May 28, 1980
Tripping on her way up the narrow stairs, Valerie Allen unwittingly announced her presence on the top floor of the hospital. Screams erupted as the female patients allowed to roam the floor took in the fresh blood on her gown, the terror on her face.
Darting into the first room on the right, Valerie ran to the window. Outside, Solace was lit up in bright rays of sunshine with a blue sky overhead. Cars raced back and forth across the bridge, their occupants going about their day unaware that hell was so close to them. It was a barely contained wildfire in her prison on the hill that smelled of rot and piss.
Shouts from below blended with the cries and screams behind her. The only other person in the room was a small woman with gray hair curled in on herself in her dirty gown. There were long scratches on her face and neck as she rocked back and forth like a child, striking her head on the wall just below the window seat with each repetition.
A sob pulled from Valerie’s chest. She had nowhere left to run.
This is it.
Their footsteps thundered on the stairs, pounding in time with her heart. They were coming.
Below in the parking lot a child rode on a bicycle, stopping when she saw Valerie in the window. Valerie had seen the girl before on the hospital grounds. Her flaxen hair looked white in the early morning sun, and she shielded her eyes with a small hand as she gazed up.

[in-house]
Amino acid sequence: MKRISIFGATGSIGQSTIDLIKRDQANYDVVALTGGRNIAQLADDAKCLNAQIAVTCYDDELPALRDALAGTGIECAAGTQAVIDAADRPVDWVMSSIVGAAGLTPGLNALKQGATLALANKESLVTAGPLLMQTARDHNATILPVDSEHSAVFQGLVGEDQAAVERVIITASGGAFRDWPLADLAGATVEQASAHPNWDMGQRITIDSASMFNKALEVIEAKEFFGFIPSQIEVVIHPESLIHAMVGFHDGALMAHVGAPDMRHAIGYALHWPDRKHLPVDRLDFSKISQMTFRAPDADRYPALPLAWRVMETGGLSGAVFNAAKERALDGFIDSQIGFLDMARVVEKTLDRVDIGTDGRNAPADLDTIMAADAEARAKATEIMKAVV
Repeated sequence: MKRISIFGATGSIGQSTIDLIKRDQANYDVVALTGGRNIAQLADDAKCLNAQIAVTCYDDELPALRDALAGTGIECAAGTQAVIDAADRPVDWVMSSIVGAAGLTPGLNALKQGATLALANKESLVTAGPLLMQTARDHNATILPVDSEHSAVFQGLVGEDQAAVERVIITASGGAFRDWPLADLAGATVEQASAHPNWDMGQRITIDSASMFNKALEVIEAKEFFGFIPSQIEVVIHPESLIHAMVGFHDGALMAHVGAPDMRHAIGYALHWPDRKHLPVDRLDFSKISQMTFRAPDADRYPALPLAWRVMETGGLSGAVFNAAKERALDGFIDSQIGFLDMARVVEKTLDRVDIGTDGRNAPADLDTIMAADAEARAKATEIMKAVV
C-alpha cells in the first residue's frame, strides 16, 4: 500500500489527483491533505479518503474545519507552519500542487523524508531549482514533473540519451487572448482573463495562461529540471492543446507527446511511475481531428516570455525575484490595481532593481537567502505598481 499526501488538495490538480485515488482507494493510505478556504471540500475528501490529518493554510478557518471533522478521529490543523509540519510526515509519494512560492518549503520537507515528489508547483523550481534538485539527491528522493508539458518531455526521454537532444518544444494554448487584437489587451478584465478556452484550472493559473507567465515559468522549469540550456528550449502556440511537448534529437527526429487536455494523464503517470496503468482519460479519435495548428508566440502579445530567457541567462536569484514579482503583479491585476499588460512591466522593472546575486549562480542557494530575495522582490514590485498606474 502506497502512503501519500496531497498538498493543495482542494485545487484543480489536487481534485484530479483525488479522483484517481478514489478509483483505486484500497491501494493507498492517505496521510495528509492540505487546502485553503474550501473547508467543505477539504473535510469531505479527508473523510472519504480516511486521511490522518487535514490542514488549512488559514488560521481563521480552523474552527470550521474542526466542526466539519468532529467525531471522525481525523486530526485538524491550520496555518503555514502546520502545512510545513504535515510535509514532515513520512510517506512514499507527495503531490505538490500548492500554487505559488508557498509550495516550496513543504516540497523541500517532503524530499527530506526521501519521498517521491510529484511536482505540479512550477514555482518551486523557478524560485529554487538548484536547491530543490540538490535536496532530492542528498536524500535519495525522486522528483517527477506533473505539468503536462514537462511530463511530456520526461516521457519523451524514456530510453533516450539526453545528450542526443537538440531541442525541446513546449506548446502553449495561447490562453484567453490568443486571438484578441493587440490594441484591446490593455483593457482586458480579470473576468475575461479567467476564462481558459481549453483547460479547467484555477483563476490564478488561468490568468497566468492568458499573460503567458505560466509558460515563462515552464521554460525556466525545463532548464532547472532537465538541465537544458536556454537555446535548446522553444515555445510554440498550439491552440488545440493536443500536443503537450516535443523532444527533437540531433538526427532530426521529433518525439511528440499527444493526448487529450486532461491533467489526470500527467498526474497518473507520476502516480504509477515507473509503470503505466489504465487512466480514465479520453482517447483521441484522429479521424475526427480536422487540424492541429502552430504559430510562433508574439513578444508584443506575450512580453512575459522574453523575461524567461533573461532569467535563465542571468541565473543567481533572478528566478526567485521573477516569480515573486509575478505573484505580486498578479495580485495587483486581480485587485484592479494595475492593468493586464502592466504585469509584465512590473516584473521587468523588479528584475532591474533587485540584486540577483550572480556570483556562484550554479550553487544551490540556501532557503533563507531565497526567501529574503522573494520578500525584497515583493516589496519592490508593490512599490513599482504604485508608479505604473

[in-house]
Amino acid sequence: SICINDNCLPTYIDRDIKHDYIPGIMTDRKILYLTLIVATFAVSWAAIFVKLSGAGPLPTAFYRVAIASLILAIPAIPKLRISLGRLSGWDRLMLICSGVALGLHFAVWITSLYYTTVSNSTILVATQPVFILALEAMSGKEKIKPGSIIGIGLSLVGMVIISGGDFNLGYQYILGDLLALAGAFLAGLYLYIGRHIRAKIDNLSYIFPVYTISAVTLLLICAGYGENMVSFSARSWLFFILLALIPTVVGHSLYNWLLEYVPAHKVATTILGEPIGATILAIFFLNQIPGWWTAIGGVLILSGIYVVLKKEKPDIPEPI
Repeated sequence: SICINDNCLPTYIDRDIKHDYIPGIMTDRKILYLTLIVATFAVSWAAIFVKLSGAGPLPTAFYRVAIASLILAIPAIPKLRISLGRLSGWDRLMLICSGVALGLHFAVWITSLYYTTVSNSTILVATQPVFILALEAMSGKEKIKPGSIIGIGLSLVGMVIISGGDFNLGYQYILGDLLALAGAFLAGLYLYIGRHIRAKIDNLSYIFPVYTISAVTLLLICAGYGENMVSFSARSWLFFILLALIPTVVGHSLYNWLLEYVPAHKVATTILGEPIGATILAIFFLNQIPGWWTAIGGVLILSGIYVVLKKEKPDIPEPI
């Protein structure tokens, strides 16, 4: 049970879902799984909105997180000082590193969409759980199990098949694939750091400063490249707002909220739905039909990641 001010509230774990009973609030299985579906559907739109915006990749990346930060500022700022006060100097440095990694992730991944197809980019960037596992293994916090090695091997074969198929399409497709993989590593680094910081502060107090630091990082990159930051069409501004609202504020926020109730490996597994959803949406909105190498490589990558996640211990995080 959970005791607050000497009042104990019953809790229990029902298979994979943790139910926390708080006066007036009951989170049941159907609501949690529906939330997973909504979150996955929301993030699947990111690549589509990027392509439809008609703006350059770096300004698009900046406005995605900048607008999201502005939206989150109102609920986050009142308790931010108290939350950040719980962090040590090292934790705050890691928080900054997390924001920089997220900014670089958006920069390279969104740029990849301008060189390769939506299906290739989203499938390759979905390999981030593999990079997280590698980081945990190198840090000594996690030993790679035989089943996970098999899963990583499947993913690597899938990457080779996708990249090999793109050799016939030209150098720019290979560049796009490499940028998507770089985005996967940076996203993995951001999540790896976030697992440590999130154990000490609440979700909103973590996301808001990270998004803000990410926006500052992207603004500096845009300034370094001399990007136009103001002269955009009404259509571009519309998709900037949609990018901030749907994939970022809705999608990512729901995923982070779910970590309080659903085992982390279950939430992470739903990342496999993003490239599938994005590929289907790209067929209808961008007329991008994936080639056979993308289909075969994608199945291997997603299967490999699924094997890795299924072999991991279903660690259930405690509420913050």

Valerie shook her head at the girl, mouthing “go” frantically. It would do no good to ask for help. She was beyond saving now.
Get away from here! Go and don’t look back.
“There!” a deep male voice shouted.
She felt her tormentor’s presence before she heard her. Those heavy footsteps came up on her fast, her too-calm voice.
“You need to stop this foolishness,” she whispered, coming to a stop behind her. “It will all be over soon.”
Valerie slammed her hands on the window. Blood smeared on the glass. She hated the way the child jumped on her bicycle seat. But she was doing the girl a favor. She didn’t want the child to see what was about to happen.
The needle was a sting in her arm, the chemicals burning their way into her bloodstream. Still, she watched, waited until the girl had scrambled away on her bike.
Valerie wished with every fiber of her being that she could go with her.
As the drug began to spin her mind, Valerie jerked her elbow back as hard as she could. The sound of a startled grunt was satisfying. The room spun as she darted into the bathroom, the woman who had destroyed her life and her mind on her heels.
Pain bloomed in her scalp when the woman grabbed a handful of her hair and used it to viciously pull her to a stop.
“It didn’t have to be this way,” the woman hissed in her ear.
Valerie saw the mirror over the bathroom sink a beat before her face was smashed into it.